stock of 28,948 bales same time last year.
The total receipts since our lost report amount
to 21,810 bales, (against 13,709 bales same week
last year,) making a grand total since the 1st
September to date of 2,929,755 bales, against
2,256,716 bales the same time last year, and 1,966,
342 bales the year previous. i
The total exports to foreign ports amount to I
2,442,728 bales, showing an increase of 501,349
bales from those of last year to the same time.
The shipments to Northern ports show an increase
of 309,157 bales. The slock on hand at all
the ports arc 102,344 bales less than those of last i
year at the same period.
A Ladv Koddrd ity One ok Her IIeiks.? '
The Springfield (Mass.) Republican tells a euri- i f
| ous story of a doctor who it says stole a box of i 1
notes worth ?4000 from the chamber of an old ! 1
lady in Russell, to whom he was an heir among | '
others, and after she was dead, he unbosomed j1
himself to Mr. Do Wolf of Chester, and offered to !1
him ?500 for his services in manufacturing a legal
instrument, with the name of the deceased
nfiixed to it, conveying to the doctor the whole 1
property in the stolen notes. Mr. DeWolf man- '
11 A .11 il . ? r
aged the tlimg very won, got an uie notes in nis 4
possession, and surrendered the. property and the (
thief to an officer who was in his house at the J
time. The doctor was held to bail in $1000. l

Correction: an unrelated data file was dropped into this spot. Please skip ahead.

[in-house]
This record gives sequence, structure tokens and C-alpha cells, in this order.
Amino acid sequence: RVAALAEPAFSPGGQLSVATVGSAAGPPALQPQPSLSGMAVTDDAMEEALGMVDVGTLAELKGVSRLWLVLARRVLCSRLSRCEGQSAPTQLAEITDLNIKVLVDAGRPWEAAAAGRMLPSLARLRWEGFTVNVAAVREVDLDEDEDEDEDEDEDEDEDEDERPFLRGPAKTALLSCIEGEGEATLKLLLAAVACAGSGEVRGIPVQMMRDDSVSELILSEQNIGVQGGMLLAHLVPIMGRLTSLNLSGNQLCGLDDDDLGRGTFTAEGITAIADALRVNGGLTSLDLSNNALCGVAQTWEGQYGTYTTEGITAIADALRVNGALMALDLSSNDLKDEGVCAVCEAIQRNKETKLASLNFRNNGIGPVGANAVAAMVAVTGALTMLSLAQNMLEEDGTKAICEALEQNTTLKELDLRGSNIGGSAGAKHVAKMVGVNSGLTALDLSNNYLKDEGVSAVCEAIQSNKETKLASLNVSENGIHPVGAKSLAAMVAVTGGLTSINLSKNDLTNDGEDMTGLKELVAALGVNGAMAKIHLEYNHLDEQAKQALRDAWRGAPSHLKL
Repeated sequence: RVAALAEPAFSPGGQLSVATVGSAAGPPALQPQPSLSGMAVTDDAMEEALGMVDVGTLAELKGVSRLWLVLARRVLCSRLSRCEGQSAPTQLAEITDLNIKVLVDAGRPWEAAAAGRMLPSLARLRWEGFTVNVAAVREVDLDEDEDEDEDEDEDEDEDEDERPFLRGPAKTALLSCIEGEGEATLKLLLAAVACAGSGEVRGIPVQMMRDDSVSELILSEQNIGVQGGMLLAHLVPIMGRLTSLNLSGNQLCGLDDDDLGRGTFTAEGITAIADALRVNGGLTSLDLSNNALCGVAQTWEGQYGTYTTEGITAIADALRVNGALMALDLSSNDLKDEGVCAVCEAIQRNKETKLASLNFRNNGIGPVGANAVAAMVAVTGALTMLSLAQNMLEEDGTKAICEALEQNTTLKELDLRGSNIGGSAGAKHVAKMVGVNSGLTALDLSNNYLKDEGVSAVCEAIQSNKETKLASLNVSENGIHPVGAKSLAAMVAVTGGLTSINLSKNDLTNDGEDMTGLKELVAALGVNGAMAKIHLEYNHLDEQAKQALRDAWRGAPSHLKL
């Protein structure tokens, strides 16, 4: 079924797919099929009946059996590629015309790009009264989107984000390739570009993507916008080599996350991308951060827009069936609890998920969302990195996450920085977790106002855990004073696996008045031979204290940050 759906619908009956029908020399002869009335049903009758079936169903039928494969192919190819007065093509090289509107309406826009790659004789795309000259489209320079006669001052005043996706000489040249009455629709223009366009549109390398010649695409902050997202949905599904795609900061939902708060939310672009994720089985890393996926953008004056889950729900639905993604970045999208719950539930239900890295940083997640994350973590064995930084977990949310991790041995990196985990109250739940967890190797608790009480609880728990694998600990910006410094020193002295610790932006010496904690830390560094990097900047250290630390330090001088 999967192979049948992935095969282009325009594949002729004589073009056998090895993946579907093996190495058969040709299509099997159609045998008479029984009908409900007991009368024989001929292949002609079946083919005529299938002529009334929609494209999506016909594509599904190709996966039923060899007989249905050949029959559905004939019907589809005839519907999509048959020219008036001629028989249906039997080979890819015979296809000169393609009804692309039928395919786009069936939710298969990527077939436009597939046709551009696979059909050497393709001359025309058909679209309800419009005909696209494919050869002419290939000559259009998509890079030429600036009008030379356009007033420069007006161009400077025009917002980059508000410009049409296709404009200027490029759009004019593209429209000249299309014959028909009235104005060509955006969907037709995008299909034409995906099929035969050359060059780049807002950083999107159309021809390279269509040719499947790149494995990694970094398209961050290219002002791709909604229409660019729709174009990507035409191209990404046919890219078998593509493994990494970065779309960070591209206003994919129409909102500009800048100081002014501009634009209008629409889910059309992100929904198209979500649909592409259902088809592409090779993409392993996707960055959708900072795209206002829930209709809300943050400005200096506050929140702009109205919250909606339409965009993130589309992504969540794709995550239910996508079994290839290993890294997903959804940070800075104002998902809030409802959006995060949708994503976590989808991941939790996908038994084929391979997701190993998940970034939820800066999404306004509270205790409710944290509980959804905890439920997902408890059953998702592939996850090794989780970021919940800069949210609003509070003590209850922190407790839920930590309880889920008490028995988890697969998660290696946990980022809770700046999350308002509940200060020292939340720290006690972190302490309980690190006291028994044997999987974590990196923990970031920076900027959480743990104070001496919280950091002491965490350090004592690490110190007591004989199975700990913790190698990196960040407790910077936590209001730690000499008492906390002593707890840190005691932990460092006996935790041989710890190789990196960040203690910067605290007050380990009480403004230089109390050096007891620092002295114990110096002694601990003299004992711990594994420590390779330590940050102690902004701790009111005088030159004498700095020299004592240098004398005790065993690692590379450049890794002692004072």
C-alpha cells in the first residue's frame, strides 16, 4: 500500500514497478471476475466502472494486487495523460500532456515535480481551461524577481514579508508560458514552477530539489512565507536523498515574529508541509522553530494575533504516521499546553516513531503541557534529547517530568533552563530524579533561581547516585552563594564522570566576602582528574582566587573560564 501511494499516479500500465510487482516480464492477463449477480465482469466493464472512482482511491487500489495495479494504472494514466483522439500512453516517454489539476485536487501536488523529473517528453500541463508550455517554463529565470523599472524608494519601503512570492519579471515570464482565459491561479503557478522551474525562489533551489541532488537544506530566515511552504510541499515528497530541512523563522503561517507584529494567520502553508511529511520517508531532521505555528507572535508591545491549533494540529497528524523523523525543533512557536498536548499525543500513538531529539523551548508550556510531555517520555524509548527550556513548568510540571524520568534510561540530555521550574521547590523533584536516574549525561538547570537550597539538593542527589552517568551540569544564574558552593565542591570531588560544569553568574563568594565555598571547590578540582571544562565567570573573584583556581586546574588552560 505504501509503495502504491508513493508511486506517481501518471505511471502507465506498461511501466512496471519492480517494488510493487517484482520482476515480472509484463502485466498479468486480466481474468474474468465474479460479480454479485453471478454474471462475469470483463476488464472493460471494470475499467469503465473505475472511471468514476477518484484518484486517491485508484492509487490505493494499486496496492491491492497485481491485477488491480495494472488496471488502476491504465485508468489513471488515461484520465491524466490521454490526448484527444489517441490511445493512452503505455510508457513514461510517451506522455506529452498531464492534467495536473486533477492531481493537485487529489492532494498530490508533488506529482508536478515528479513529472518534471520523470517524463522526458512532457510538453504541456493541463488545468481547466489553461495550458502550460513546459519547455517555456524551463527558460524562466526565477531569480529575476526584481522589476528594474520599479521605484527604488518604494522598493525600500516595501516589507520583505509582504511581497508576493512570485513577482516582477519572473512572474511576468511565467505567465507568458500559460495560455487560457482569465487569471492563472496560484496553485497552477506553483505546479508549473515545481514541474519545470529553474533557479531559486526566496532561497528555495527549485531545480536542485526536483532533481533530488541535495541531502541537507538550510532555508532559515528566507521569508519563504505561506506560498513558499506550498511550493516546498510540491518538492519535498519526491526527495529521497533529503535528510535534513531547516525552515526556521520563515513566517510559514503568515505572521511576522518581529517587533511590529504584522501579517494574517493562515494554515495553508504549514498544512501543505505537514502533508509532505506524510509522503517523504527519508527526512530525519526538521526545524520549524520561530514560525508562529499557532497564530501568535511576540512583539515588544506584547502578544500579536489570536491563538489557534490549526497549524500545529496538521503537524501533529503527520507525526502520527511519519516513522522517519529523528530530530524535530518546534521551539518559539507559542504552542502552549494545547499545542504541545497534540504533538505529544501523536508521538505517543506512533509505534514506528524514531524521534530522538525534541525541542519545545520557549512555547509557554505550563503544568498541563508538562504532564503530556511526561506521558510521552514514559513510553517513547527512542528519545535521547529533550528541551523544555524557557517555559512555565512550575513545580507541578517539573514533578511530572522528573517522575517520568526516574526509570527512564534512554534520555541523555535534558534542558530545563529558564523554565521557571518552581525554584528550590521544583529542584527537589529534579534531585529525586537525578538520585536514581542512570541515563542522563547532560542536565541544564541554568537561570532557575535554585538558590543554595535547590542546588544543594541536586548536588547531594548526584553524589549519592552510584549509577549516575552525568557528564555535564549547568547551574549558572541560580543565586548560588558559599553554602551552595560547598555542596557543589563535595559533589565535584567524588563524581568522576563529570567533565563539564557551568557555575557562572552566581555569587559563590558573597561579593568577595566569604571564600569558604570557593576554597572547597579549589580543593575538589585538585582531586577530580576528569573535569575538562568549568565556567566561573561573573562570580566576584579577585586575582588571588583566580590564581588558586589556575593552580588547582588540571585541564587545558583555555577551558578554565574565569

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THO. J. WARREN, Editor. fil
. In
The Whig Convention.
The labors of this Body were brought to a close on 0j
fondaylast. At ten o'clock, they proceeded to 47th al
allot, which resulted in Scott's receiving 135, Fill* "
lore 128, Webster 29.
The ballotting was continued, and at the 53d, Scott k
eceived 159, Fillmore 112, Webster 21, Crittenden 1, P
icott having received a majority of all the votes, was 13
leclared duly nominated.
At 5 o'clock, the Convention re-a.?3emblcd, and on fl
ho second ballot, Wm. A. Graham, of North* Carolina b
vas nominated for the Vice Presidency.
From what we had read we presumed that Mr. Fill- ^
iioke would have been the nominee of the Whig Contention.
We are decidedly of opinion that the whigs
lave come wide of the mark, in their nomination. Gen. q
Scott, in our opinion, is the weakest man of their pary.
They cannot hope to unite the South upon him,
vhereas it would have been easy to have done so, on a
jither Fillmore or Webstre.' This is clearly an evi- ^
lence of Sewardism and the progress of fanaticism. So- 1
ward evidently intends (in his own mind at least) to bo
President hereafter, and Scott is but a protege of his. e
We are glad thai Scorr has out generated, his party, t
' * :?no ihprn is nothiner more cer- 5
ina 13 nouiuiuu-u, .u. ^ w
tain than that. Pierce will beat him bndty. Cerro
GJordo, &c. should have no.thing to do in this matter.? ?
We think Military Presidents are objectionable, particularly
such an one as Gen. Scott would be. Where w<r r
can find a military President like "Washington* and t
Jackson*, we may find a score of such as Taylor was, j
or as Scott would be. Let every man keep within his
legitimate sphere. The custom of thrusting honors i
upon men irrespective of merit, has proved ruinous to <
our country. We are, therefore, of opinion?
It is better for men to "thus content them, 1
And keep the stations nature meant them; (
Nor think they hear the voice of Came, <'
When their own trumpet sounds their name."
CoL Chesnut for the Senate.
A writer in the Carolinian, sighing himself an "Old
Secessionist," nominates Col. James Ches.vut, Jr. for